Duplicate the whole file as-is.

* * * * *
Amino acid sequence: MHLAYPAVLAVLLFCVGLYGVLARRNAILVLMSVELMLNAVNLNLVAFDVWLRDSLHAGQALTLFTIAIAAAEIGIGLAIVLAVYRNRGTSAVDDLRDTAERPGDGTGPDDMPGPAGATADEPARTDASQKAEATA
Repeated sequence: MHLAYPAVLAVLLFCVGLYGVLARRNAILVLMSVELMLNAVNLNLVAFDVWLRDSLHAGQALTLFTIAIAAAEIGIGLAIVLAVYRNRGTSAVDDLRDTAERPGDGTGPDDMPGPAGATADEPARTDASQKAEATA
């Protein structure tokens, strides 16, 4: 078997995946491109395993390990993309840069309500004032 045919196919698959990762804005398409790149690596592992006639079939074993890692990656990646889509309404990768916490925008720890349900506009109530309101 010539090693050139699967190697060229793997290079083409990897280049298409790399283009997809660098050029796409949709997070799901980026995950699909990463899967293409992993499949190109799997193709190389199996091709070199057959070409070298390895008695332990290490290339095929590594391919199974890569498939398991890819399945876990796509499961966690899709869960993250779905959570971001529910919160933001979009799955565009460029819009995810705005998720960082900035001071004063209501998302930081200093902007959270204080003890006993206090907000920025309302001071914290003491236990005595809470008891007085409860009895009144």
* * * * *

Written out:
Amino acid sequence: MHLAYPAVLAVLLFCVGLYGVLARRNAILVLMSVELMLNAVNLNLVAFDVWLRDSLHAGQALTLFTIAIAAAEIGIGLAIVLAVYRNRGTSAVDDLRDTAERPGDGTGPDDMPGPAGATADEPARTDASQKAEATA
Repeated sequence: MHLAYPAVLAVLLFCVGLYGVLARRNAILVLMSVELMLNAVNLNLVAFDVWLRDSLHAGQALTLFTIAIAAAEIGIGLAIVLAVYRNRGTSAVDDLRDTAERPGDGTGPDDMPGPAGATADEPARTDASQKAEATA
């Protein structure tokens, strides 16, 4: 078997995946491109395993390990993309840069309500004032 045919196919698959990762804005398409790149690596592992006639079939074993890692990656990646889509309404990768916490925008720890349900506009109530309101 010539090693050139699967190697060229793997290079083409990897280049298409790399283009997809660098050029796409949709997070799901980026995950699909990463899967293409992993499949190109799997193709190389199996091709070199057959070409070298390895008695332990290490290339095929590594391919199974890569498939398991890819399945876990796509499961966690899709869960993250779905959570971001529910919160933001979009799955565009460029819009995810705005998720960082900035001071004063209501998302930081200093902007959270204080003890006993206090907000920025309302001071914290003491236990005595809470008891007085409860009895009144």